25. Phong shading • To eliminate artifacts, interpolate normals • Results: better shading, much nicer highlights • Computation required per pixel? • Computationally much more expensive, but modern graphics cards can do it • Example

26. Shading summary • Don’t confuse Phong Illumination Model and Phong Shading • Gouraud shading: compute illumination model at each vertex. Interpolate colors. (Often done in hardware) • Phong shading: interpolate vertex normals. Compute illumination model at each vertex

27. Specifying lights in OpenGL • OpenGL supports those four light types • Point, directional lights GLfloat light0_pos[] = {1.0, 2.0, 3.0, 1.0}; GLfloat light0_pos[] = {1.0, 2.0, 3.0, 0.0}; • Diffuse, Ambient, Specular coefficients GLfloat diffuse0[] = {1, 0, 0, 1}; GLfloat ambient0[] = {1, 0, 0, 1}; GLfloat spedular0[] = {1, 1, 1, 1}; glEnable(GL_LIGHTING)

28. Enabling lights • Can enable at least 8 lights: glEnable(GL_LIGHT0); glLightfv(GL_LIGHT0, GL_POSITION, light0_pos); glLightfv(GL_LIGHT0, GL_AMBIENT, ambient0); glLightfv(GL_LIGHT0, GL_DIFFUSE, diffuse0); glLightfv(GL_LIGHT0, GL_SPECULA, specular0); • Spotlights: set more light parameters as above • GL_SPOT_DIRECTION • GL_SPOT_EXPONENT • GL_SPOT_CUTOFF

29. Specifying Materials • Material properties are part of the drawing state, specified by glMaterialfv GLfloat ambient[] = {0.2, 0.2, 0.2, 1.0}; GLfloat diffuse[] = {1.0, 0.8, 0.0, 1.0}; GLfloat specular[] = {1.0, 1.0, 1.0, 1.0}; glMaterialfv(GL_FRONT, GL_AMBIENT, ambient); glMaterialfv(GL_FRONT, GL_DIFFUSE, diffuse); glMaterialfv(GL_FRONT, GL_SPECULAR, specular); glMaterialf(GL_FRONT, GL_SHININESS, 100.0); GLfloat emission[]={0.0, 0.3, 0.3, 1.0}; glMaterialfv(GL_FRONT, GL_EMISSION, emission); • Use GL_FRONT_AND_BACK for two-sided faces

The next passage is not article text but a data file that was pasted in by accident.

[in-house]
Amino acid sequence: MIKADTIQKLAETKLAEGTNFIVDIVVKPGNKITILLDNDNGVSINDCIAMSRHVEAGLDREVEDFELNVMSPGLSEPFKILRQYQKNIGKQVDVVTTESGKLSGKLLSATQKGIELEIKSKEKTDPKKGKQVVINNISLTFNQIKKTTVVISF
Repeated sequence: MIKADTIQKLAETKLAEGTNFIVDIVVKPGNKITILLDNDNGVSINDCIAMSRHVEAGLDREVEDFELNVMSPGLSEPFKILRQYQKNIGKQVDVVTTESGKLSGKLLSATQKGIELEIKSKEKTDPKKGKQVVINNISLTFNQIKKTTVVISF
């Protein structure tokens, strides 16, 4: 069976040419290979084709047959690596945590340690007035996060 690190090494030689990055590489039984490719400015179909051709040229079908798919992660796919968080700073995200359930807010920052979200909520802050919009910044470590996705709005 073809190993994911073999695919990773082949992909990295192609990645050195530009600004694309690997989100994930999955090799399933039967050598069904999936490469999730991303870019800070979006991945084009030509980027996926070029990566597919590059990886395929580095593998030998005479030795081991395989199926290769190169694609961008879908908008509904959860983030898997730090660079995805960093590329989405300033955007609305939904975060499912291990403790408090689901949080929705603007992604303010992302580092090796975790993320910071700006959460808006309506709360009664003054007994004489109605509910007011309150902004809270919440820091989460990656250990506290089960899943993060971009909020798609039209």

30. OpenGL Gouraud Shading • OpenGL needs to know vertex normals as well as locations glNormal3fv(n); glVertex3fv(p); • How to compute vertex normals? • Cross product for face normals • Average normals of surrounding faces • How to find neighboring faces?

31. Virtual Trackball shading • Flat shading • Compute a normal for each face • Gouraud shading • Compute a normal for each vertex as average of adjacent faces • [Defect: you may not want to smooth-shade across every edge: how should it really be done?] • What would you have to do to handle material properties, surface colors, etc?

32. Surface subdivision • In real modelers… • one can usually define smooth curved surfaces • Eg spheres, quadrics, NURBS, smoothed polygons • Modeler renders with smoothness setting • Recursively split polygons into smaller pieces, with new vertices on the smooth surface • Splitting a triangle can be done by • Bisecting angles • Computing the centrum • Bisecting sides • Of course, smoother surfaces take longer to draw

33. What’s missing? • Now that the rendering pipeline is all software, we can add additional effects • What’s missing?

34. Fresnel Effect • Surface reflectance depends on viewing angle • Fresnel shaders: allow reflection, specularity, other attributes to depend on viewing angle

35. Chapter summary • Phong illumination model has ambient, diffuse, and specular terms • It can be used for Flat, Gouraud, and Phong shading • OpenGL supports eight ambient, point, distant, and spot lights • You must specify light and material properties with many OpenGL function calls • Curved surfaces are modeled with polygon subdivisions